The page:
Overview of the Commercial and Residential
Real Estate Market in Ohio

The Professional Football Hall of Fame is in Canton, Rock's Hall of Fame is in Cleveland, and the Buckeye State has always done its part to keep motorist rolling safely. Cleveland was the location of the nation's first traffic light (1914). While Cincinnati established the first ambulance service (1865). John Lambert built the nation's first automobile in Ohio City (1891) and the first city to utilize police cars was Akron. It is also known as the rubber capital of the world. Columbus is the largest city and has population of 822,553, according to the U.S. Census. Its median home value is $130,700 and median household income is $44,072. Of the 11,572,005 total Ohioans, 390,113 live in Cleveland. The city's median home value ($76,700) is $54,100 less than the state's median home value ($130,800). The state's median household income is $48,303 compared with $26,217 for Cleveland. Forty-six percent of the city's residents live in multi-unit structures and more than 35 percent are below the poverty level.

Ohio's manufacturing sector is third-largest in the country. The state was ranked second in the nation for best business climate by Site Selection magazine in 2010 and Ohio has one of the most business-friendly tax systems in the nation. The Columbus, Dayton, and Cincinnati markets have low unemployment and strong demand for retails space and apartments. NAI Daus sees a bright future for industrial markets in Northeast Ohio and a good start in 2015 for Cleveland's Central Business District. A positive trend for the area is the conversion of obsolete Class-B and Class-C office space to apartments. The city continues to attract people with improved walkability and green initiatives.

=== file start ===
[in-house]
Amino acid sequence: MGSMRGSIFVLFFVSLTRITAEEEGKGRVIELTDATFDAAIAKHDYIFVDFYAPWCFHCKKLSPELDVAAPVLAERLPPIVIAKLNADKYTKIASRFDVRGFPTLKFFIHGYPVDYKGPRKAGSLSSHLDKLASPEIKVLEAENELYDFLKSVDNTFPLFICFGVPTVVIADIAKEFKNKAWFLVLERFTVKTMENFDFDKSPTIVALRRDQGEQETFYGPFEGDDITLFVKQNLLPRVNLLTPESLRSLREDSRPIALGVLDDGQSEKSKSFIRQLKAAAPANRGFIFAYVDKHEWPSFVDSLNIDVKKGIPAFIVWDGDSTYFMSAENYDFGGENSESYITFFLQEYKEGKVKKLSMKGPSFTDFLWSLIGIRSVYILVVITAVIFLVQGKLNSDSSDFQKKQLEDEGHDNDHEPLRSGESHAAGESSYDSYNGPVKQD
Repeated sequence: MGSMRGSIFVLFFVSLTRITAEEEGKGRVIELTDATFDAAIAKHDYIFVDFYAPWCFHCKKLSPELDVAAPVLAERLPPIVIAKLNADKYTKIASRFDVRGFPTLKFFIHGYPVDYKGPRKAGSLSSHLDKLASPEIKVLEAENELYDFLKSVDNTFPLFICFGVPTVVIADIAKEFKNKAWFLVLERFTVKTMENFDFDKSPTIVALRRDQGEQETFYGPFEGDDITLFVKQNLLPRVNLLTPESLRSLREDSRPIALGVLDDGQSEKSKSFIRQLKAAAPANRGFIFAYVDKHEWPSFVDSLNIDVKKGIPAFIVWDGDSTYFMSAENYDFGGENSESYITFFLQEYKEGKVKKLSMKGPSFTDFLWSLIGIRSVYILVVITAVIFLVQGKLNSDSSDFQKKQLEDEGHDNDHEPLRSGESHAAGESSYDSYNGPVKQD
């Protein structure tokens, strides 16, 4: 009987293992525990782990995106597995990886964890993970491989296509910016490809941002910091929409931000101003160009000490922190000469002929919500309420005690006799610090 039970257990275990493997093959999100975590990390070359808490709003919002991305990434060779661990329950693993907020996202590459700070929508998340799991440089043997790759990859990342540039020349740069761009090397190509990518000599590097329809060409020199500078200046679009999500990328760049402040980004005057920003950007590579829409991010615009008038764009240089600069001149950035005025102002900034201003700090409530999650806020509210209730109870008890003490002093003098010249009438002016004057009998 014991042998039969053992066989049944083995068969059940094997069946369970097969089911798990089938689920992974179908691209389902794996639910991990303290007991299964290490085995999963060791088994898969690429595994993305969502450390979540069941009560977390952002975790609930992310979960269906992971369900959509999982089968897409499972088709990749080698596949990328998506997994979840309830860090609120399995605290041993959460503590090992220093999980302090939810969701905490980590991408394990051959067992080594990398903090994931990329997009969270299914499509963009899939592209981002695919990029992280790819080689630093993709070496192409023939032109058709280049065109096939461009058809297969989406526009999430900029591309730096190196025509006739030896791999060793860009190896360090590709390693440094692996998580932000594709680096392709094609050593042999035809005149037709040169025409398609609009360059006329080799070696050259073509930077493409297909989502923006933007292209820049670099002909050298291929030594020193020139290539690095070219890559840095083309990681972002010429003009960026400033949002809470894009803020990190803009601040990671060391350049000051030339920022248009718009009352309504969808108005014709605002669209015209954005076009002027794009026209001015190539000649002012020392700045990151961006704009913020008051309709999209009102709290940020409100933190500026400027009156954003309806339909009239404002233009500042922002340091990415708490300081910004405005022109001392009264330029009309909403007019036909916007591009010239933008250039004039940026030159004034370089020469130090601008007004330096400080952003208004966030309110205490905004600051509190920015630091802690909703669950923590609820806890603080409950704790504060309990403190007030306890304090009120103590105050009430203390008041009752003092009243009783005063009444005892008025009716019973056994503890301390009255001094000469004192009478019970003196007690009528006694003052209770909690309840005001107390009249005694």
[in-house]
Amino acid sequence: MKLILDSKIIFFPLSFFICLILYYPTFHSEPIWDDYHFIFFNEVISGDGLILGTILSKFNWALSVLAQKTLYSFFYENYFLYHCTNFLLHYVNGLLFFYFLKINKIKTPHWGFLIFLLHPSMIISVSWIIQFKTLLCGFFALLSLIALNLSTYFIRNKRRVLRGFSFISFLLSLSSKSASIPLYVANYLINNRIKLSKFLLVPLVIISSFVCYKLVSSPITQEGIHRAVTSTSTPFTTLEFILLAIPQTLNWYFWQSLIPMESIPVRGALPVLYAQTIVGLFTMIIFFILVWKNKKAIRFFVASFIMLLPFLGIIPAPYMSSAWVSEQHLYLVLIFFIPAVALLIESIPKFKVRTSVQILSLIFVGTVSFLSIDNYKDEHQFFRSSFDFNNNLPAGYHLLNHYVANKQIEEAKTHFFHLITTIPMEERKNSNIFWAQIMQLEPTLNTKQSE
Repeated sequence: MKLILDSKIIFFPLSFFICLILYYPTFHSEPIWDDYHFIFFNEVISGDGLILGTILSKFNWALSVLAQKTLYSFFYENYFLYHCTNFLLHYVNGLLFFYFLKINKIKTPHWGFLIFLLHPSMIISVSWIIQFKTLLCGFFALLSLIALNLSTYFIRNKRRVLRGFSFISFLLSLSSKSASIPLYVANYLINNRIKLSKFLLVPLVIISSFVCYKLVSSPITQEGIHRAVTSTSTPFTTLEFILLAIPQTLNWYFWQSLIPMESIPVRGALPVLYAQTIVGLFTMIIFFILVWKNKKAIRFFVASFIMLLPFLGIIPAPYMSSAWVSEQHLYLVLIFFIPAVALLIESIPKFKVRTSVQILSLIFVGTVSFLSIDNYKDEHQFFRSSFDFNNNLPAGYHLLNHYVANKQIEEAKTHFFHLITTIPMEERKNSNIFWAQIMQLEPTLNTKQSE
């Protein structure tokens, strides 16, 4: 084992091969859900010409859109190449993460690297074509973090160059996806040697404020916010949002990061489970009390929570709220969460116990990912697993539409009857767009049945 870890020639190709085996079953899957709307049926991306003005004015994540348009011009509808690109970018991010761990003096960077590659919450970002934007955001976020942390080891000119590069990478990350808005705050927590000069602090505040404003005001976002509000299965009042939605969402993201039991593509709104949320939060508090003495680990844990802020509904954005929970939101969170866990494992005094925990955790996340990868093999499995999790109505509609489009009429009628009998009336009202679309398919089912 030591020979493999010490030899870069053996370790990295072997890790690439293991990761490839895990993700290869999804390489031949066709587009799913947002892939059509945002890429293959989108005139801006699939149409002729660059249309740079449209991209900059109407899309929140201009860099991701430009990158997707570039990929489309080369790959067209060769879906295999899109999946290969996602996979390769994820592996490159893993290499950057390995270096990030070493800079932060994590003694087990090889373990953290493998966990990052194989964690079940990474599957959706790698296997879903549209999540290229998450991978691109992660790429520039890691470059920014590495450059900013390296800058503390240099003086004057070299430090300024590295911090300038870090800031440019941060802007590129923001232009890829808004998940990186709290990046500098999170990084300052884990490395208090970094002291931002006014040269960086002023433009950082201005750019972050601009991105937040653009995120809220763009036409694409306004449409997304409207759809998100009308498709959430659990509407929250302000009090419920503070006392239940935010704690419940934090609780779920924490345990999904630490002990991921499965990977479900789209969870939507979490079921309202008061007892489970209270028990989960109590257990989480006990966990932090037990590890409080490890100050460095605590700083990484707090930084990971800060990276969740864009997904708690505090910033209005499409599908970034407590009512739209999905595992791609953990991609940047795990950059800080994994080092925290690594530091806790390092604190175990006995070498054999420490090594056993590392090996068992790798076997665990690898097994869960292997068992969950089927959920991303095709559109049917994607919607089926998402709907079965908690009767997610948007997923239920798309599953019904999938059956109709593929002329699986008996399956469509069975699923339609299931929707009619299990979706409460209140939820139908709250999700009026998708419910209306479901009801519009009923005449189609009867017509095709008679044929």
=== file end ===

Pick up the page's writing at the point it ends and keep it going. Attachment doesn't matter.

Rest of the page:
Office Rental and Executive Suites in Cincinnati, OH

How to Become a Realtor in Ohio

With protecting the public as a top priority, the Real Estate & Professional Licensing Division of Ohio's Department of Commerce sets the standards for licensing and oversees the conduct of real estate agents and brokers across the state. They require all applicants be at least 18 year old. They also expect applicants to be honest and have a good reputation. Anyone found guilty of a crime of moral turpitude, a felony conviction, or that has violated civil rights laws in real estate will most likely not be licensed. They might receive a license if the state's superintendent over the Real Estate Division is convinced the infraction will not occur again. Prior to taking the state exams, applicants must complete 120 hours of state approved real estate classes. Ohio has reciprocity with eight states.